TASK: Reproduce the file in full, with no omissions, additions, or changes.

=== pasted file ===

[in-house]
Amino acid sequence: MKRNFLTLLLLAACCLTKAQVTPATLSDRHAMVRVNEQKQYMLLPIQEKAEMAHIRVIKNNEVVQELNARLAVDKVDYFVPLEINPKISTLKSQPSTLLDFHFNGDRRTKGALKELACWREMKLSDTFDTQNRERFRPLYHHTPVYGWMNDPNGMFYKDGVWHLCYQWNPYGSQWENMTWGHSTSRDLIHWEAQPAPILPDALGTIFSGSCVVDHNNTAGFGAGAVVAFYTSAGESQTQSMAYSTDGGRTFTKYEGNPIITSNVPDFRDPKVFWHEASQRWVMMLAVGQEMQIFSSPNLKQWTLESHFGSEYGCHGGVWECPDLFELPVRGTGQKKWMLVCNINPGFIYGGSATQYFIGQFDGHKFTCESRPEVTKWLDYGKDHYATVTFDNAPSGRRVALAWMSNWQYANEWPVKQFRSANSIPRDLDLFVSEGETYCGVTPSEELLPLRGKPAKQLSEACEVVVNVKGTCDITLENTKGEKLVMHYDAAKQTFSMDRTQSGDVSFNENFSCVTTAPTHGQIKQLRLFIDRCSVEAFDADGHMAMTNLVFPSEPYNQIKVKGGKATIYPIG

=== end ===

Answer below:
[in-house]
Amino acid sequence: MKRNFLTLLLLAACCLTKAQVTPATLSDRHAMVRVNEQKQYMLLPIQEKAEMAHIRVIKNNEVVQELNARLAVDKVDYFVPLEINPKISTLKSQPSTLLDFHFNGDRRTKGALKELACWREMKLSDTFDTQNRERFRPLYHHTPVYGWMNDPNGMFYKDGVWHLCYQWNPYGSQWENMTWGHSTSRDLIHWEAQPAPILPDALGTIFSGSCVVDHNNTAGFGAGAVVAFYTSAGESQTQSMAYSTDGGRTFTKYEGNPIITSNVPDFRDPKVFWHEASQRWVMMLAVGQEMQIFSSPNLKQWTLESHFGSEYGCHGGVWECPDLFELPVRGTGQKKWMLVCNINPGFIYGGSATQYFIGQFDGHKFTCESRPEVTKWLDYGKDHYATVTFDNAPSGRRVALAWMSNWQYANEWPVKQFRSANSIPRDLDLFVSEGETYCGVTPSEELLPLRGKPAKQLSEACEVVVNVKGTCDITLENTKGEKLVMHYDAAKQTFSMDRTQSGDVSFNENFSCVTTAPTHGQIKQLRLFIDRCSVEAFDADGHMAMTNLVFPSEPYNQIKVKGGKATIYPIG